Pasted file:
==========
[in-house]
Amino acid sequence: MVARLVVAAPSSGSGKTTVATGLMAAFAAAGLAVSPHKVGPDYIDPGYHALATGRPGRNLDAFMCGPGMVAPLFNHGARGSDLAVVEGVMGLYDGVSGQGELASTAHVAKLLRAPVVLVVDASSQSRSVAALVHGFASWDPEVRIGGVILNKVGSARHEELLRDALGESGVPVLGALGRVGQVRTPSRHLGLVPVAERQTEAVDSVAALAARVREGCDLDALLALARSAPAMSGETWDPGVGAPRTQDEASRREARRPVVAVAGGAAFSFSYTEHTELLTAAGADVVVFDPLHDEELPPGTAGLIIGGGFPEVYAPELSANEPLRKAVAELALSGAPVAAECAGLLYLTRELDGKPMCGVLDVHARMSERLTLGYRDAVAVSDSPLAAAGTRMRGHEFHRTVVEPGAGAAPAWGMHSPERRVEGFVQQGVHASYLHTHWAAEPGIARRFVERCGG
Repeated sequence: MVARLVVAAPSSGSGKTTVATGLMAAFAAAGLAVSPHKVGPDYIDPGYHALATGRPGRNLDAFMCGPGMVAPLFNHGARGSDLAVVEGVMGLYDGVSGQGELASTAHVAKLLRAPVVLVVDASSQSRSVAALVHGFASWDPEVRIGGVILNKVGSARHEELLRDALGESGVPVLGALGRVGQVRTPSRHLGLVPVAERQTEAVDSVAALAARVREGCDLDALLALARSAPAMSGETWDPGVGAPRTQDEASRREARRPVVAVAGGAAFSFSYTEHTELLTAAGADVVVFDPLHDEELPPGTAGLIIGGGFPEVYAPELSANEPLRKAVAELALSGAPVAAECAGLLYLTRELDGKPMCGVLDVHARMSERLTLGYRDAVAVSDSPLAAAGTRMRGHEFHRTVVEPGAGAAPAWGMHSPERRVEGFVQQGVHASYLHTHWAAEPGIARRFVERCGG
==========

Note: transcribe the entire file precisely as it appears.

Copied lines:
[in-house]
Amino acid sequence: MVARLVVAAPSSGSGKTTVATGLMAAFAAAGLAVSPHKVGPDYIDPGYHALATGRPGRNLDAFMCGPGMVAPLFNHGARGSDLAVVEGVMGLYDGVSGQGELASTAHVAKLLRAPVVLVVDASSQSRSVAALVHGFASWDPEVRIGGVILNKVGSARHEELLRDALGESGVPVLGALGRVGQVRTPSRHLGLVPVAERQTEAVDSVAALAARVREGCDLDALLALARSAPAMSGETWDPGVGAPRTQDEASRREARRPVVAVAGGAAFSFSYTEHTELLTAAGADVVVFDPLHDEELPPGTAGLIIGGGFPEVYAPELSANEPLRKAVAELALSGAPVAAECAGLLYLTRELDGKPMCGVLDVHARMSERLTLGYRDAVAVSDSPLAAAGTRMRGHEFHRTVVEPGAGAAPAWGMHSPERRVEGFVQQGVHASYLHTHWAAEPGIARRFVERCGG
Repeated sequence: MVARLVVAAPSSGSGKTTVATGLMAAFAAAGLAVSPHKVGPDYIDPGYHALATGRPGRNLDAFMCGPGMVAPLFNHGARGSDLAVVEGVMGLYDGVSGQGELASTAHVAKLLRAPVVLVVDASSQSRSVAALVHGFASWDPEVRIGGVILNKVGSARHEELLRDALGESGVPVLGALGRVGQVRTPSRHLGLVPVAERQTEAVDSVAALAARVREGCDLDALLALARSAPAMSGETWDPGVGAPRTQDEASRREARRPVVAVAGGAAFSFSYTEHTELLTAAGADVVVFDPLHDEELPPGTAGLIIGGGFPEVYAPELSANEPLRKAVAELALSGAPVAAECAGLLYLTRELDGKPMCGVLDVHARMSERLTLGYRDAVAVSDSPLAAAGTRMRGHEFHRTVVEPGAGAAPAWGMHSPERRVEGFVQQGVHASYLHTHWAAEPGIARRFVERCGG